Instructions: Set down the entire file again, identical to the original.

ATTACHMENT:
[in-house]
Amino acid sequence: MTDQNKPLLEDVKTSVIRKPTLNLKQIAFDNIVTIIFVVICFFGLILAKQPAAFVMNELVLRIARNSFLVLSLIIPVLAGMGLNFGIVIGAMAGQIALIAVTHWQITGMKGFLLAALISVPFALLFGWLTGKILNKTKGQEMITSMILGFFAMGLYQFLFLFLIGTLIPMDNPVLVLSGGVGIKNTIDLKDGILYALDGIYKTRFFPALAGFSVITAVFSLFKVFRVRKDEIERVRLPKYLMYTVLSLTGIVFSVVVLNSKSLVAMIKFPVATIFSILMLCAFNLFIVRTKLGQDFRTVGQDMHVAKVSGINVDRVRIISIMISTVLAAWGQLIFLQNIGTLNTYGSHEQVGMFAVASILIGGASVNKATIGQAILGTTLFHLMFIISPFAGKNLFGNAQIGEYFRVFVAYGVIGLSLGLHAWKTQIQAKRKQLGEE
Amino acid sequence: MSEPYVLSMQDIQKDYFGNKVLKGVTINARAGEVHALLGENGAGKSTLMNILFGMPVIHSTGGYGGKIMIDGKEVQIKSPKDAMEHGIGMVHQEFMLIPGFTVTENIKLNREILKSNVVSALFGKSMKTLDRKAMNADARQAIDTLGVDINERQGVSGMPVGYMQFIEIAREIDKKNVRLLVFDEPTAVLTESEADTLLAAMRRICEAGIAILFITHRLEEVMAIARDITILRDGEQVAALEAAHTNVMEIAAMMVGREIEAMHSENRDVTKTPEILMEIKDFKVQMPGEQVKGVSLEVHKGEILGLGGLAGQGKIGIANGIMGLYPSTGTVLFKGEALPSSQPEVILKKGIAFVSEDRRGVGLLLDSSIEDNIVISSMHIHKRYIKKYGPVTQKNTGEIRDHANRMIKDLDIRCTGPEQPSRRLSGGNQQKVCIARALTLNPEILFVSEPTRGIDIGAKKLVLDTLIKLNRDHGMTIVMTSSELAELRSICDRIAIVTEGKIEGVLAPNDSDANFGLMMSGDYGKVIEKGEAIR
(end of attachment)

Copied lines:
[in-house]
Amino acid sequence: MTDQNKPLLEDVKTSVIRKPTLNLKQIAFDNIVTIIFVVICFFGLILAKQPAAFVMNELVLRIARNSFLVLSLIIPVLAGMGLNFGIVIGAMAGQIALIAVTHWQITGMKGFLLAALISVPFALLFGWLTGKILNKTKGQEMITSMILGFFAMGLYQFLFLFLIGTLIPMDNPVLVLSGGVGIKNTIDLKDGILYALDGIYKTRFFPALAGFSVITAVFSLFKVFRVRKDEIERVRLPKYLMYTVLSLTGIVFSVVVLNSKSLVAMIKFPVATIFSILMLCAFNLFIVRTKLGQDFRTVGQDMHVAKVSGINVDRVRIISIMISTVLAAWGQLIFLQNIGTLNTYGSHEQVGMFAVASILIGGASVNKATIGQAILGTTLFHLMFIISPFAGKNLFGNAQIGEYFRVFVAYGVIGLSLGLHAWKTQIQAKRKQLGEE
Amino acid sequence: MSEPYVLSMQDIQKDYFGNKVLKGVTINARAGEVHALLGENGAGKSTLMNILFGMPVIHSTGGYGGKIMIDGKEVQIKSPKDAMEHGIGMVHQEFMLIPGFTVTENIKLNREILKSNVVSALFGKSMKTLDRKAMNADARQAIDTLGVDINERQGVSGMPVGYMQFIEIAREIDKKNVRLLVFDEPTAVLTESEADTLLAAMRRICEAGIAILFITHRLEEVMAIARDITILRDGEQVAALEAAHTNVMEIAAMMVGREIEAMHSENRDVTKTPEILMEIKDFKVQMPGEQVKGVSLEVHKGEILGLGGLAGQGKIGIANGIMGLYPSTGTVLFKGEALPSSQPEVILKKGIAFVSEDRRGVGLLLDSSIEDNIVISSMHIHKRYIKKYGPVTQKNTGEIRDHANRMIKDLDIRCTGPEQPSRRLSGGNQQKVCIARALTLNPEILFVSEPTRGIDIGAKKLVLDTLIKLNRDHGMTIVMTSSELAELRSICDRIAIVTEGKIEGVLAPNDSDANFGLMMSGDYGKVIEKGEAIR